Franco Ordoñez

Franco Ordoñez is a White House Correspondent for NPR's Washington Desk. Before he came to NPR in 2019, Ordoñez covered the White House for McClatchy. He has also written about diplomatic affairs, foreign policy and immigration, and has been a correspondent in Cuba, Colombia, Mexico and Haiti.

Ordoñez has received several state and national awards for his work, including the Casey Medal, the Gerald Loeb Award and the Robert F. Kennedy Award for Excellence in Journalism. He is a two-time reporting fellow with the International Center for Journalists, and is a graduate of Columbia Journalism School and the University of Georgia.

Democrats onstage during their party's presidential debate were quick to condemn President Trump's abrupt and unilateral decision to withdraw U.S. forces from Syria. But their responses as to what role the U.S. should play in the region were generally cloudier.

Trump's decision last week appeared to set in motion a Turkish incursion into northern Syria and the advancement of Turkish-backed militias against Kurdish forces that had helped the United States battle ISIS.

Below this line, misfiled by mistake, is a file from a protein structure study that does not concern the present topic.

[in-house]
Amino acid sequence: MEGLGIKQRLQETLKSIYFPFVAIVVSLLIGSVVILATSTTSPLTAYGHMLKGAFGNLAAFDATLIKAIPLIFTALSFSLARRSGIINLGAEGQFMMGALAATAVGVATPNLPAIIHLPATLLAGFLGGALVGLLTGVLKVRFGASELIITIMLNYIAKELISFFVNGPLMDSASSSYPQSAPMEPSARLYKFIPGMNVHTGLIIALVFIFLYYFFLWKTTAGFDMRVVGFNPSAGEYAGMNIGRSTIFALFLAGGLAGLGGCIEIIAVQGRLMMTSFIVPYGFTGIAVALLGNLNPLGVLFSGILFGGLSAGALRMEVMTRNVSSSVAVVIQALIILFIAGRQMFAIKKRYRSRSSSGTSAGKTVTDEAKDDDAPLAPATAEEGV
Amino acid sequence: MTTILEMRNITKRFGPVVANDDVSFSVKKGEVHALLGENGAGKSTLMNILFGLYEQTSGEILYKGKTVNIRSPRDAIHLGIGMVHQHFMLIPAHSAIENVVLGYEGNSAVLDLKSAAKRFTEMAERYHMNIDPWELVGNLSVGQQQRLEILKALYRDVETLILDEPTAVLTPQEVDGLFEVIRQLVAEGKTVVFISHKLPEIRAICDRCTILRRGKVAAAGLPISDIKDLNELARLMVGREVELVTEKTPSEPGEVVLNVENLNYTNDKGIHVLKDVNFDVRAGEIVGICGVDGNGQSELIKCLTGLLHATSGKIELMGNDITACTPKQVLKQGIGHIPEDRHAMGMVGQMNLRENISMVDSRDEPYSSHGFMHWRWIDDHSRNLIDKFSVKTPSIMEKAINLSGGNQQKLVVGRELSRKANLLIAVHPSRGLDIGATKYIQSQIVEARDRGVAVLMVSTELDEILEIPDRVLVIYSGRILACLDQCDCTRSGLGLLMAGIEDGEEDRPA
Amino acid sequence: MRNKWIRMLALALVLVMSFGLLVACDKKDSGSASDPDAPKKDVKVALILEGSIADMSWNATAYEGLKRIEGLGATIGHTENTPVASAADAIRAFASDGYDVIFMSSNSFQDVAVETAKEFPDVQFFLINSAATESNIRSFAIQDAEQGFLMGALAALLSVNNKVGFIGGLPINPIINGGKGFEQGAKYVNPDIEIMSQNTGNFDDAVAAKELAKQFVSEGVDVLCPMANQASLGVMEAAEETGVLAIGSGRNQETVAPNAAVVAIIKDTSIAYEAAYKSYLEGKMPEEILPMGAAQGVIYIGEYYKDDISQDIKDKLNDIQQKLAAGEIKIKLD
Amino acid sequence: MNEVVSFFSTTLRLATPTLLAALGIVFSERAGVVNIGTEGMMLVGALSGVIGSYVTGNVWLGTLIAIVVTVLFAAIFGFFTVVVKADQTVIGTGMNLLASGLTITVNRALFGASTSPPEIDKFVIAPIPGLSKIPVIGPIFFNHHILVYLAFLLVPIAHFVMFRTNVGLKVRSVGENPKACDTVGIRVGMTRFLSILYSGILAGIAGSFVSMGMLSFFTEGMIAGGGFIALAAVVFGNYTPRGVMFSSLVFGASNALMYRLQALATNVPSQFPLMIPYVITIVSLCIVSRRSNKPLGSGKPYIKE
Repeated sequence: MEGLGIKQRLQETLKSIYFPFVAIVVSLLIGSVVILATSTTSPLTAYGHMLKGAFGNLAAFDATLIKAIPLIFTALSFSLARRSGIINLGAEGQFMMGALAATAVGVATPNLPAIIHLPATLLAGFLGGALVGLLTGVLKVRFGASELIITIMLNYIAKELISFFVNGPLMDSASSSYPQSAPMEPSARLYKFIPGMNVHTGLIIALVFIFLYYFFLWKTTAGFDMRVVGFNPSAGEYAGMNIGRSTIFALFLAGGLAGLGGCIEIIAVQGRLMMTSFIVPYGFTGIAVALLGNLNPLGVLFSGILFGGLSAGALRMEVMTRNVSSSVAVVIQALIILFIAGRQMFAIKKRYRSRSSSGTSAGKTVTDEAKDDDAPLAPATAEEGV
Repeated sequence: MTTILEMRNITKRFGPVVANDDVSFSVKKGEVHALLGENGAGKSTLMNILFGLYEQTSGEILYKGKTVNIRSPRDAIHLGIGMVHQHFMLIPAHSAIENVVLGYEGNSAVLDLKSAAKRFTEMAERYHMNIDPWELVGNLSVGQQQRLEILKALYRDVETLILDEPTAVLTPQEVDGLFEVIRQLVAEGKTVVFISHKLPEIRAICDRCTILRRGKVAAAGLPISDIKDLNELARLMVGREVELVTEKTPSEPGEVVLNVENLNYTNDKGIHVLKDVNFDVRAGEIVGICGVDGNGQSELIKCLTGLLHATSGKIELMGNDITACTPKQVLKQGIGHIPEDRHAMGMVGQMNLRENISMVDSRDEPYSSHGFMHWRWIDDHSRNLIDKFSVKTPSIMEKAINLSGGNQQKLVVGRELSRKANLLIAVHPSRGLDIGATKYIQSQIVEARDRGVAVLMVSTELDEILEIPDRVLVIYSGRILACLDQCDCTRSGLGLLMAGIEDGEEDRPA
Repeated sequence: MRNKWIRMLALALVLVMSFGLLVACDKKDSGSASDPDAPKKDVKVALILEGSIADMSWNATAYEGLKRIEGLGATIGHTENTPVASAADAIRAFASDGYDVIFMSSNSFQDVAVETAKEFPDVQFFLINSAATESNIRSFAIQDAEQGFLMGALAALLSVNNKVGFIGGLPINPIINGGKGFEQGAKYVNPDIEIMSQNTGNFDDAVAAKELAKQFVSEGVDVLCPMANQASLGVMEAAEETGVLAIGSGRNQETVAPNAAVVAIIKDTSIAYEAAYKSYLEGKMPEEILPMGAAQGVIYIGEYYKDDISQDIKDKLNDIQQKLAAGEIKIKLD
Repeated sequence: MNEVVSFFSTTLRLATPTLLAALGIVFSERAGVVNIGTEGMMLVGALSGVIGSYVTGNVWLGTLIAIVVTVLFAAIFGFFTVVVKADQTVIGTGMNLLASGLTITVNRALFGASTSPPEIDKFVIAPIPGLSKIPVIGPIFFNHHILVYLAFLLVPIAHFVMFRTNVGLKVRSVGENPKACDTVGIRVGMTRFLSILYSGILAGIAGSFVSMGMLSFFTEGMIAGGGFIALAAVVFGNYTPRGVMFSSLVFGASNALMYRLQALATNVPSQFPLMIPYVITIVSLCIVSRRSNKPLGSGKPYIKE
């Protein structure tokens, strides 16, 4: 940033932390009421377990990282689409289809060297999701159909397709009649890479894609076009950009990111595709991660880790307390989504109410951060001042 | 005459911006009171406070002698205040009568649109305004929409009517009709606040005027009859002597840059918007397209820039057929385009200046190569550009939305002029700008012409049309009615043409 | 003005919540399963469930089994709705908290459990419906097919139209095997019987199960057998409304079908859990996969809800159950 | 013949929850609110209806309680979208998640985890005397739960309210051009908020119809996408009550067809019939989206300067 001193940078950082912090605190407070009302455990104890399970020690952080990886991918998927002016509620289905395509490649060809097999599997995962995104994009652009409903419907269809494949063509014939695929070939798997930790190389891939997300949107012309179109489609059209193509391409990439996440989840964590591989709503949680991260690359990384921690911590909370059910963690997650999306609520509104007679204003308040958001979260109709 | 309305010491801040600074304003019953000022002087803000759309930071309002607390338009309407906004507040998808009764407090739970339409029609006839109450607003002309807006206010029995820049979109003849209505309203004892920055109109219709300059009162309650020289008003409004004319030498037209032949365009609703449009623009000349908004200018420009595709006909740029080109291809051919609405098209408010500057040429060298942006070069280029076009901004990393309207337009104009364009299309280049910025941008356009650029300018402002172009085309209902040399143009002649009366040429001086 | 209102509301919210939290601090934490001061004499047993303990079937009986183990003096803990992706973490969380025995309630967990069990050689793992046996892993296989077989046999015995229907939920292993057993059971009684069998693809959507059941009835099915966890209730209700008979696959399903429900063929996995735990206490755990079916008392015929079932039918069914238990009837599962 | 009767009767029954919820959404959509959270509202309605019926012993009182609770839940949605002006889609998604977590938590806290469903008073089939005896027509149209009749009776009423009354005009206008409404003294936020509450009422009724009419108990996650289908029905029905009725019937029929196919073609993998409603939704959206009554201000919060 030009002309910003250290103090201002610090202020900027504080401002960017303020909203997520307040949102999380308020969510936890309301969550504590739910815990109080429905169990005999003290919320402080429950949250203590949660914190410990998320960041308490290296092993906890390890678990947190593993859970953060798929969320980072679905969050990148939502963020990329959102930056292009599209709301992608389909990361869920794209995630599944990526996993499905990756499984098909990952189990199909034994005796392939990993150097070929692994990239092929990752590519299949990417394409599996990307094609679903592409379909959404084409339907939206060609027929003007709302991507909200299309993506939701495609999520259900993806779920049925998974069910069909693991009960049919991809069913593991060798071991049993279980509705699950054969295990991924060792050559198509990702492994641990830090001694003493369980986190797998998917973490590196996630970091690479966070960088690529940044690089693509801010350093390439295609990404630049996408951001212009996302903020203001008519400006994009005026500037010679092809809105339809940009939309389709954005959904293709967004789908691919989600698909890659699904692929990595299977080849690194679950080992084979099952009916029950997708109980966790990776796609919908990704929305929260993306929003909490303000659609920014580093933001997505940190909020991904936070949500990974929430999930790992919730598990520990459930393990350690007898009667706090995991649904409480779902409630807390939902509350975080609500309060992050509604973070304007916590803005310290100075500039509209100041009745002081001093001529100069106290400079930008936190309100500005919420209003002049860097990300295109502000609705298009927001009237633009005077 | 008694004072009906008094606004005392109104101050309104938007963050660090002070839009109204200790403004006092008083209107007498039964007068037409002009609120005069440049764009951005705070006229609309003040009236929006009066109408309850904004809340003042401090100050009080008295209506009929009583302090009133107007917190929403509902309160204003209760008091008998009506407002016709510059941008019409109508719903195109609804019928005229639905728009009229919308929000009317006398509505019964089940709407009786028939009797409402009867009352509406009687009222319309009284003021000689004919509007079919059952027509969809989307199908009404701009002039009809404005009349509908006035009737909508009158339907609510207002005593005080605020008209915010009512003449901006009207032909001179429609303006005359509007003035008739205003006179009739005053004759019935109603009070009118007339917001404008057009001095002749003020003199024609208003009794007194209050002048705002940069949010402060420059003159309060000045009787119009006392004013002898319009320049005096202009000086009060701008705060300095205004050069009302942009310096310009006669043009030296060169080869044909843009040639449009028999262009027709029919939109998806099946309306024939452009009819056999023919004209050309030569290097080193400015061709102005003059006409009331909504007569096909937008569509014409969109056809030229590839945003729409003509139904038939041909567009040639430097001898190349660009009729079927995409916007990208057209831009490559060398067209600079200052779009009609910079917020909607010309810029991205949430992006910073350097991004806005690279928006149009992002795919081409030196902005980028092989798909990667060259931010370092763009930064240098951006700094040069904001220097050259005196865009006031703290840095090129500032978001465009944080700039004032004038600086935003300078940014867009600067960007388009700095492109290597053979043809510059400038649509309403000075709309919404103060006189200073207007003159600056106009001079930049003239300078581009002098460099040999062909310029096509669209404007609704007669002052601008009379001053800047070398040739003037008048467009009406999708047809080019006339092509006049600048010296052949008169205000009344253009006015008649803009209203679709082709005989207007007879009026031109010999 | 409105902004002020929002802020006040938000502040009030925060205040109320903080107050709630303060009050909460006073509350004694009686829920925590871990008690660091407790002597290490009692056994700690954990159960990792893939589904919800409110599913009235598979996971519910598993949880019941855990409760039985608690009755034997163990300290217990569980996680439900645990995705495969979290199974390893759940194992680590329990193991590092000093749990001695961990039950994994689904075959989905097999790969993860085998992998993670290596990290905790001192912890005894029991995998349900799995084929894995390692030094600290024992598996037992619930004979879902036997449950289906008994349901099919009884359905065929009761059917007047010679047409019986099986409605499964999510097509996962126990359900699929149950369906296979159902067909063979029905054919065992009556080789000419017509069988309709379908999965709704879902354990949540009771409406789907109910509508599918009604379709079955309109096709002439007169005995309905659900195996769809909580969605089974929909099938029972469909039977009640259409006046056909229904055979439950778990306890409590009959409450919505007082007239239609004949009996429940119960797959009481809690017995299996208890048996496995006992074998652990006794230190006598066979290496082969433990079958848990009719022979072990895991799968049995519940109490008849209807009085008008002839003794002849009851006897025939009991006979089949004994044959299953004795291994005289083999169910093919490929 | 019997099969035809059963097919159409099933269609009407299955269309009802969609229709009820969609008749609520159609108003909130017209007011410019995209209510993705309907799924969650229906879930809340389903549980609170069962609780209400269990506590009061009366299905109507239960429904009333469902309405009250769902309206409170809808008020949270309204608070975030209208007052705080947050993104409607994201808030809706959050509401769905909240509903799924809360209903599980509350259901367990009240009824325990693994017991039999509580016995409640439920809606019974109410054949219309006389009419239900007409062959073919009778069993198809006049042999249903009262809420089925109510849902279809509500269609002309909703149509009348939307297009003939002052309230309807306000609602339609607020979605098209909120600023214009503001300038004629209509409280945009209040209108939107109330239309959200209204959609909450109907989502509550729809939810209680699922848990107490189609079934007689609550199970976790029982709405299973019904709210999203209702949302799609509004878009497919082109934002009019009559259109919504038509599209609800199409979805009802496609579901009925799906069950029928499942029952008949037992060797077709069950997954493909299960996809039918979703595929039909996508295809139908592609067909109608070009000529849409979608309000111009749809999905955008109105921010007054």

A disturbing video depicting President Trump shooting, stabbing and setting on fire critics and the media was played at a conference held by a pro-Trump group at his Miami resort.

The video rampage was shown during a three-day conference held by American Priority at Trump's National Doral Miami, according to the organizers.

Updated at 10:02 p.m. ET

Acting Homeland Security Secretary Kevin McAleenan is leaving his post, the latest casualty at the department responsible for protecting U.S. borders.

President Trump said in a tweet Friday night that McAleenan had done an "outstanding job" but that he wanted to "spend more time with family and go to the private sector."

Trump added that he would announce a new acting secretary next week.

The growing divide between President Trump and many of his fellow Republicans over his decision to move U.S. troops in Syria out of the way of a Turkish incursion threatens his delicate alliance with the congressional GOP at a time when he needs their support more than ever, party strategists say.

Some of Trump's closest allies, however, say the division may ultimately help him with an impeachment fight.

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